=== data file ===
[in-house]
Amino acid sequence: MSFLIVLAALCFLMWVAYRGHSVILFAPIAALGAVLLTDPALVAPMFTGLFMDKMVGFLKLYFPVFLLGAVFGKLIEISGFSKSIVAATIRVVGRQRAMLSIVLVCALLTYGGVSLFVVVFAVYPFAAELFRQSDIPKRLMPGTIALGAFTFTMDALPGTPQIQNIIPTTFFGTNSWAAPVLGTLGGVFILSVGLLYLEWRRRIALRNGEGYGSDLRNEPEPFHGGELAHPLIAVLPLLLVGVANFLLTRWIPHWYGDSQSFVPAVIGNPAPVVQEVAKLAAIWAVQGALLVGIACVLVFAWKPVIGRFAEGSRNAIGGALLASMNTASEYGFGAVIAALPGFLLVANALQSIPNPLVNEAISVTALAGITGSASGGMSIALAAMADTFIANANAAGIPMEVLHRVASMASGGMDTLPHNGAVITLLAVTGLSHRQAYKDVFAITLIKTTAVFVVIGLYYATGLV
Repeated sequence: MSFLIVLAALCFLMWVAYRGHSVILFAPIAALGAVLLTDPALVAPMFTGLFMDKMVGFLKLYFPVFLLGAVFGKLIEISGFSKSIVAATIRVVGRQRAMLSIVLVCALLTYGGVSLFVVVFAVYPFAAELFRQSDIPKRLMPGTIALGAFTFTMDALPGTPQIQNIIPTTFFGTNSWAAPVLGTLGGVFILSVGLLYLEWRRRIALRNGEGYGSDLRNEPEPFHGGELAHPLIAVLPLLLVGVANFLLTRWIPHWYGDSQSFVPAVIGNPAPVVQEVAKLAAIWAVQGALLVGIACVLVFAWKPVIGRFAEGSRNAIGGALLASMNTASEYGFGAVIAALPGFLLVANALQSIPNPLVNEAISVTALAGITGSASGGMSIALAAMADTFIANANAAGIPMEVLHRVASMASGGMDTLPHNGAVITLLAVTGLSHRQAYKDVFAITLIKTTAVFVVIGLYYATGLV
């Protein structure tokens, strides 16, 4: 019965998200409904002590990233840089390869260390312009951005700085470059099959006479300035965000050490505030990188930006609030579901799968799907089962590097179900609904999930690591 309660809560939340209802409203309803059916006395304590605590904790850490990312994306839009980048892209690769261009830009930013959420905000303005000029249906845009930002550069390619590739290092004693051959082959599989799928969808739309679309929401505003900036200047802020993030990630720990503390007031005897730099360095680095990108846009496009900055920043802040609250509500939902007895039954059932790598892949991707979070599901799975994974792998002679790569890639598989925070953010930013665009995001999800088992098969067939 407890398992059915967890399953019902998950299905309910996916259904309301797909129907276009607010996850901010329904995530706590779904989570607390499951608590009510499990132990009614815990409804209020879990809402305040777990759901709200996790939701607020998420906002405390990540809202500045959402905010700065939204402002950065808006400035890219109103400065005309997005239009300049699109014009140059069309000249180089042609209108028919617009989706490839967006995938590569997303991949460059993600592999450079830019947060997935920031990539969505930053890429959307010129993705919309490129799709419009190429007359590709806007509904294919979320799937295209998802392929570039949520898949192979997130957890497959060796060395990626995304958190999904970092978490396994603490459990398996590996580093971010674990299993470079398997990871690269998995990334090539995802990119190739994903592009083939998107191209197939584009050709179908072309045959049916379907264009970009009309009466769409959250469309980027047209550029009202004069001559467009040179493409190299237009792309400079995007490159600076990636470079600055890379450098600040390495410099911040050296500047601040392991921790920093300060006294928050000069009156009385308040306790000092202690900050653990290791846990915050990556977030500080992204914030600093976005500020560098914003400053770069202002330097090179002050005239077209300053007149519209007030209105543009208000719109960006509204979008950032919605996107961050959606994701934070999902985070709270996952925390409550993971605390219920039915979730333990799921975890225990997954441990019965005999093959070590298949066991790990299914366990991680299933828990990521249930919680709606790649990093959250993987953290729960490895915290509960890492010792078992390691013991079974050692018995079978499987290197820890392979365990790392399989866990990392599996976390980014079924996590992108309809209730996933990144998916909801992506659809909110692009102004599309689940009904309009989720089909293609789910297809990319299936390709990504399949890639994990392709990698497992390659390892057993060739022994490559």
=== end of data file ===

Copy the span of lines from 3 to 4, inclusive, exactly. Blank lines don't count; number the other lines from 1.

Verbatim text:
Repeated sequence: MSFLIVLAALCFLMWVAYRGHSVILFAPIAALGAVLLTDPALVAPMFTGLFMDKMVGFLKLYFPVFLLGAVFGKLIEISGFSKSIVAATIRVVGRQRAMLSIVLVCALLTYGGVSLFVVVFAVYPFAAELFRQSDIPKRLMPGTIALGAFTFTMDALPGTPQIQNIIPTTFFGTNSWAAPVLGTLGGVFILSVGLLYLEWRRRIALRNGEGYGSDLRNEPEPFHGGELAHPLIAVLPLLLVGVANFLLTRWIPHWYGDSQSFVPAVIGNPAPVVQEVAKLAAIWAVQGALLVGIACVLVFAWKPVIGRFAEGSRNAIGGALLASMNTASEYGFGAVIAALPGFLLVANALQSIPNPLVNEAISVTALAGITGSASGGMSIALAAMADTFIANANAAGIPMEVLHRVASMASGGMDTLPHNGAVITLLAVTGLSHRQAYKDVFAITLIKTTAVFVVIGLYYATGLV
């Protein structure tokens, strides 16, 4: 019965998200409904002590990233840089390869260390312009951005700085470059099959006479300035965000050490505030990188930006609030579901799968799907089962590097179900609904999930690591 309660809560939340209802409203309803059916006395304590605590904790850490990312994306839009980048892209690769261009830009930013959420905000303005000029249906845009930002550069390619590739290092004693051959082959599989799928969808739309679309929401505003900036200047802020993030990630720990503390007031005897730099360095680095990108846009496009900055920043802040609250509500939902007895039954059932790598892949991707979070599901799975994974792998002679790569890639598989925070953010930013665009995001999800088992098969067939 407890398992059915967890399953019902998950299905309910996916259904309301797909129907276009607010996850901010329904995530706590779904989570607390499951608590009510499990132990009614815990409804209020879990809402305040777990759901709200996790939701607020998420906002405390990540809202500045959402905010700065939204402002950065808006400035890219109103400065005309997005239009300049699109014009140059069309000249180089042609209108028919617009989706490839967006995938590569997303991949460059993600592999450079830019947060997935920031990539969505930053890429959307010129993705919309490129799709419009190429007359590709806007509904294919979320799937295209998802392929570039949520898949192979997130957890497959060796060395990626995304958190999904970092978490396994603490459990398996590996580093971010674990299993470079398997990871690269998995990334090539995802990119190739994903592009083939998107191209197939584009050709179908072309045959049916379907264009970009009309009466769409959250469309980027047209550029009202004069001559467009040179493409190299237009792309400079995007490159600076990636470079600055890379450098600040390495410099911040050296500047601040392991921790920093300060006294928050000069009156009385308040306790000092202690900050653990290791846990915050990556977030500080992204914030600093976005500020560098914003400053770069202002330097090179002050005239077209300053007149519209007030209105543009208000719109960006509204979008950032919605996107961050959606994701934070999902985070709270996952925390409550993971605390219920039915979730333990799921975890225990997954441990019965005999093959070590298949066991790990299914366990991680299933828990990521249930919680709606790649990093959250993987953290729960490895915290509960890492010792078992390691013991079974050692018995079978499987290197820890392979365990790392399989866990990392599996976390980014079924996590992108309809209730996933990144998916909801992506659809909110692009102004599309689940009904309009989720089909293609789910297809990319299936390709990504399949890639994990392709990698497992390659390892057993060739022994490559």